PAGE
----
Students learn how currency values are set by supply and demand, and how changes in the value of currency affect international trade. Students then find the value of the Brazilian Real in 2000 and 2002, determine whether the currency has appreciated or depreciated, and predict the effects on imports and exports.
This lesson utilizes the October 29, 2014, statement of the Federal Reserve's Federal Open Market Committee (FOMC) to explore the Federal Reserve's twin goals of price stability and full employment. This lesson discusses the recent announcement of the end of the QE3 bond buy-back and the rationale and implications of this decision.
With the start of the new year in 2002, the 12 members of the European Union launched a single currency across their borders, replacing individual country currencies and singling out the Euro as their one shared monetary denomination. Marketplace, a daily economics news program heard on National Public Radio, featured a story on January 2, 2002 about the currency change of the landmark event. (This lesson should be used as an introduction to this topic. There is another Economics Minute The Euro Makes its Debut that would be a good follow-up to this lesson.)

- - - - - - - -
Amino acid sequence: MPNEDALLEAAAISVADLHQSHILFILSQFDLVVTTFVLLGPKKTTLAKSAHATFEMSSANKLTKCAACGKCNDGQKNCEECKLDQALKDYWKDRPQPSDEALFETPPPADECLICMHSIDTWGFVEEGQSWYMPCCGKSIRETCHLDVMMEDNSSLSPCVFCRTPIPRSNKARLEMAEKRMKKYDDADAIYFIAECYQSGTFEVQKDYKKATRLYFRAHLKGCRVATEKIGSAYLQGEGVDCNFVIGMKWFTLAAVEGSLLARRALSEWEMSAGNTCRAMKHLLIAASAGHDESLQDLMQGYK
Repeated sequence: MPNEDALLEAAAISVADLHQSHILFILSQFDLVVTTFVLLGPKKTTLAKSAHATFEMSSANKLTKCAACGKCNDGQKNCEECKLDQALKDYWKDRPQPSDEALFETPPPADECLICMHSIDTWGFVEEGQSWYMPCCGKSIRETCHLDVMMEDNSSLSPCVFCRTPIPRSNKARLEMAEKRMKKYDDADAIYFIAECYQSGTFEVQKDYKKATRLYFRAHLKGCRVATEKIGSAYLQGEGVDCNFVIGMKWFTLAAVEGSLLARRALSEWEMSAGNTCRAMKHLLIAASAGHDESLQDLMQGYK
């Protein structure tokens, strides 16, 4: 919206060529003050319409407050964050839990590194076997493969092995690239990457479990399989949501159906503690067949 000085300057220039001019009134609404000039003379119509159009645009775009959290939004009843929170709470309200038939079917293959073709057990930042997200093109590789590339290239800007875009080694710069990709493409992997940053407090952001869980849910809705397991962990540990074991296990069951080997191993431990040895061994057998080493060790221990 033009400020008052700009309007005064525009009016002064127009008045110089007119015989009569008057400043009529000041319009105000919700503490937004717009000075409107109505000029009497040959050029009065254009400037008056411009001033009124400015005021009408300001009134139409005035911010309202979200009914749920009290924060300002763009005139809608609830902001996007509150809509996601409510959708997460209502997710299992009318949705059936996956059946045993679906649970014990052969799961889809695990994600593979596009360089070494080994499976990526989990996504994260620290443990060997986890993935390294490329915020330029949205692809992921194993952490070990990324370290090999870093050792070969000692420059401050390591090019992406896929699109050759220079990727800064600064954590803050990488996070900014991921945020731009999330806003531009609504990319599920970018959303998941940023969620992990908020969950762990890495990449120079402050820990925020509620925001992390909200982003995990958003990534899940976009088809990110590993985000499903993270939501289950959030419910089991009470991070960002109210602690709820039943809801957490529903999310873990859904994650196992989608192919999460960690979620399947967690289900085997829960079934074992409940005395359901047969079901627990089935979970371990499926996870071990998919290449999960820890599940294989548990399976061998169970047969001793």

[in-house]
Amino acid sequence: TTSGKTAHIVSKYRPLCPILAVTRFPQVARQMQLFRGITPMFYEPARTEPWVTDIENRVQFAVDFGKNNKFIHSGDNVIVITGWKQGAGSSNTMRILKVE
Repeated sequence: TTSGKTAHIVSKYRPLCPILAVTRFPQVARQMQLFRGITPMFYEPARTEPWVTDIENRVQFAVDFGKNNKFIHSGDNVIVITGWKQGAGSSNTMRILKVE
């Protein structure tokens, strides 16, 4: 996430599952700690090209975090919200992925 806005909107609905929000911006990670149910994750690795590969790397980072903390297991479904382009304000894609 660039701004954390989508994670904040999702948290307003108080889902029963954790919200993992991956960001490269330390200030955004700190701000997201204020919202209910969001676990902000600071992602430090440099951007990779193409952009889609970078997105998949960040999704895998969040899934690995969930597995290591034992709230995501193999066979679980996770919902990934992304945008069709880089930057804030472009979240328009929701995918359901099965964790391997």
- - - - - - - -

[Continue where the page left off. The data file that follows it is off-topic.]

The following lessons come from the Council for Economic Education's library of publications. Clicking the publication title or image will take you to the Council for Economic Education Store for more detailed information.
This publication contains 12 lessons to help you integrate globalization concepts into your Social Studies, Economics, or Global Studies course.
4 out of 16 lessons from this publication relate to this EconEdLink lesson.
The study of international economic systems teaches about global production and competition, exchange rates, international finance, free trade vs. protectionism and economic development.
4 out of 20 lessons from this publication relate to this EconEdLink lesson.
Use this DVD program to show students how to live healthy, wealthy and risk-free.
3 out of 12 lessons from this publication relate to this EconEdLink lesson.